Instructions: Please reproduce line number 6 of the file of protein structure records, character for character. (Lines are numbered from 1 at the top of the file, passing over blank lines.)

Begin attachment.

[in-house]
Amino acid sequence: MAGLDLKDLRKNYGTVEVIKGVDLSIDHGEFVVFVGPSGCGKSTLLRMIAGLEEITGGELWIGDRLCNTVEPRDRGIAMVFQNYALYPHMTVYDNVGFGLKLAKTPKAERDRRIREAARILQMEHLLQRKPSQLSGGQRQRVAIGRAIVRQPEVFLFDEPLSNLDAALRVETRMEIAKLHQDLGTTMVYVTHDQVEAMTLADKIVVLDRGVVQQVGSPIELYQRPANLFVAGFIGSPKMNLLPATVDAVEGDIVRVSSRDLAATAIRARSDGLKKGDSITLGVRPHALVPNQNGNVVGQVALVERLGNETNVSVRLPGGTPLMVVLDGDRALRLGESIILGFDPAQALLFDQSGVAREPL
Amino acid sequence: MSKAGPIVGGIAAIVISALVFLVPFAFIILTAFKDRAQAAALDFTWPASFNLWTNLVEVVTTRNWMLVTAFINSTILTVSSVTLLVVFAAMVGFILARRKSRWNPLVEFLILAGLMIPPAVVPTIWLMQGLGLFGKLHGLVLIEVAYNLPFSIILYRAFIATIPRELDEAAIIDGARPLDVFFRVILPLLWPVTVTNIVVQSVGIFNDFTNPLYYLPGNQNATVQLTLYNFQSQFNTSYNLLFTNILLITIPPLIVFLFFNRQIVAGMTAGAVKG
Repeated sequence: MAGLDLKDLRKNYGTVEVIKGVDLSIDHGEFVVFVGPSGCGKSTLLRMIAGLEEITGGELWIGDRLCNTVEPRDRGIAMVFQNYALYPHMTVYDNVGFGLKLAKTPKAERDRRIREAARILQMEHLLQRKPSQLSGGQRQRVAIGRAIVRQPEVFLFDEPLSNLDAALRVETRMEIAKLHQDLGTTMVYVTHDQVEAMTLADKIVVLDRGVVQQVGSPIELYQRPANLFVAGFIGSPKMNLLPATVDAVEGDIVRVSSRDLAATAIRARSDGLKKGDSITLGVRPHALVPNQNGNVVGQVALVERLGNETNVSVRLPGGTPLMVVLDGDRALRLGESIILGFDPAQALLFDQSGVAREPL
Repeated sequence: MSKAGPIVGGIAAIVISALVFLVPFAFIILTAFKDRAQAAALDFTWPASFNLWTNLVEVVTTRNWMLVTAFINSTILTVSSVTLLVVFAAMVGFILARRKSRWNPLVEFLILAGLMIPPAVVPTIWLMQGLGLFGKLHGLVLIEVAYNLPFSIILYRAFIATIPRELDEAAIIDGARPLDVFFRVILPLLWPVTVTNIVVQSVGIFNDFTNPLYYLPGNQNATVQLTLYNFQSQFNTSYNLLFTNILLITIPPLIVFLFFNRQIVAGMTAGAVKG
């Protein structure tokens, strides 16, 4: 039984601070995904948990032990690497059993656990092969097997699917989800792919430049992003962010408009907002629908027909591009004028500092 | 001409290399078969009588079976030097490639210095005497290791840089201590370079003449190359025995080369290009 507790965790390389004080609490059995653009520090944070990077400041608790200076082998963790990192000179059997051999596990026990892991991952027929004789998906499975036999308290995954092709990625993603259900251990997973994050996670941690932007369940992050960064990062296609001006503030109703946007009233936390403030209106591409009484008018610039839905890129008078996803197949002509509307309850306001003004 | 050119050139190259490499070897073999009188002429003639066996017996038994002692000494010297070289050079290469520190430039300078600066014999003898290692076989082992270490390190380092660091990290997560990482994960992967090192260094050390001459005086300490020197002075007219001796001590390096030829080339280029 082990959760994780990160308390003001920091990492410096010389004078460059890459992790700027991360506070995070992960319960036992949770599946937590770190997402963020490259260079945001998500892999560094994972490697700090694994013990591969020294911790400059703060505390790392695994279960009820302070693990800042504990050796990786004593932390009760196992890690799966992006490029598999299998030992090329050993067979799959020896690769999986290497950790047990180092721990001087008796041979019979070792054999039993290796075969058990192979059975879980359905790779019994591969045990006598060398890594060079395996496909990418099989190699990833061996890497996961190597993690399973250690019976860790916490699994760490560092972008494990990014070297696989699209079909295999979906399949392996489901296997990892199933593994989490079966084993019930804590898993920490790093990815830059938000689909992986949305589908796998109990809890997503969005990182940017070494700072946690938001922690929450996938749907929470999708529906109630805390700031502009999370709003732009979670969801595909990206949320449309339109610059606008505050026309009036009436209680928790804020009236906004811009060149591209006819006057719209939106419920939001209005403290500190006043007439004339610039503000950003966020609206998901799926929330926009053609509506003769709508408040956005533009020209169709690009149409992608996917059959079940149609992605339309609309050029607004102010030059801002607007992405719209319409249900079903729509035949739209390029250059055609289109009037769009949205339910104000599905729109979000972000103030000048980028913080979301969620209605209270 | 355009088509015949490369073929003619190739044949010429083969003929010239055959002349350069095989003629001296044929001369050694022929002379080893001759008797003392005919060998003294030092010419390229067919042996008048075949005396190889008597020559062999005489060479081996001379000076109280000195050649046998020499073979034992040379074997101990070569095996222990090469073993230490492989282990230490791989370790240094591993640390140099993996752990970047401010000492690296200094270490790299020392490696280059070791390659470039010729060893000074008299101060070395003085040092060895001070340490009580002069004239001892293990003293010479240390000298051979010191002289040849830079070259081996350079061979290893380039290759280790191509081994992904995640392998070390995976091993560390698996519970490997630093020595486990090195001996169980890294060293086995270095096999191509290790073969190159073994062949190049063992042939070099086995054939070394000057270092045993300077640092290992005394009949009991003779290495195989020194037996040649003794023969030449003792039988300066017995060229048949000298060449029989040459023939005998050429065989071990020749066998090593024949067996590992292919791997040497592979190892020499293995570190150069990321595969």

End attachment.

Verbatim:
């Protein structure tokens, strides 16, 4: 039984601070995904948990032990690497059993656990092969097997699917989800792919430049992003962010408009907002629908027909591009004028500092 | 001409290399078969009588079976030097490639210095005497290791840089201590370079003449190359025995080369290009 507790965790390389004080609490059995653009520090944070990077400041608790200076082998963790990192000179059997051999596990026990892991991952027929004789998906499975036999308290995954092709990625993603259900251990997973994050996670941690932007369940992050960064990062296609001006503030109703946007009233936390403030209106591409009484008018610039839905890129008078996803197949002509509307309850306001003004 | 050119050139190259490499070897073999009188002429003639066996017996038994002692000494010297070289050079290469520190430039300078600066014999003898290692076989082992270490390190380092660091990290997560990482994960992967090192260094050390001459005086300490020197002075007219001796001590390096030829080339280029 082990959760994780990160308390003001920091990492410096010389004078460059890459992790700027991360506070995070992960319960036992949770599946937590770190997402963020490259260079945001998500892999560094994972490697700090694994013990591969020294911790400059703060505390790392695994279960009820302070693990800042504990050796990786004593932390009760196992890690799966992006490029598999299998030992090329050993067979799959020896690769999986290497950790047990180092721990001087008796041979019979070792054999039993290796075969058990192979059975879980359905790779019994591969045990006598060398890594060079395996496909990418099989190699990833061996890497996961190597993690399973250690019976860790916490699994760490560092972008494990990014070297696989699209079909295999979906399949392996489901296997990892199933593994989490079966084993019930804590898993920490790093990815830059938000689909992986949305589908796998109990809890997503969005990182940017070494700072946690938001922690929450996938749907929470999708529906109630805390700031502009999370709003732009979670969801595909990206949320449309339109610059606008505050026309009036009436209680928790804020009236906004811009060149591209006819006057719209939106419920939001209005403290500190006043007439004339610039503000950003966020609206998901799926929330926009053609509506003769709508408040956005533009020209169709690009149409992608996917059959079940149609992605339309609309050029607004102010030059801002607007992405719209319409249900079903729509035949739209390029250059055609289109009037769009949205339910104000599905729109979000972000103030000048980028913080979301969620209605209270 | 355009088509015949490369073929003619190739044949010429083969003929010239055959002349350069095989003629001296044929001369050694022929002379080893001759008797003392005919060998003294030092010419390229067919042996008048075949005396190889008597020559062999005489060479081996001379000076109280000195050649046998020499073979034992040379074997101990070569095996222990090469073993230490492989282990230490791989370790240094591993640390140099993996752990970047401010000492690296200094270490790299020392490696280059070791390659470039010729060893000074008299101060070395003085040092060895001070340490009580002069004239001892293990003293010479240390000298051979010191002289040849830079070259081996350079061979290893380039290759280790191509081994992904995640392998070390995976091993560390698996519970490997630093020595486990090195001996169980890294060293086995270095096999191509290790073969190159073994062949190049063992042939070099086995054939070394000057270092045993300077640092290992005394009949009991003779290495195989020194037996040649003794023969030449003792039988300066017995060229048949000298060449029989040459023939005998050429065989071990020749066998090593024949067996590992292919791997040497592979190892020499293995570190150069990321595969």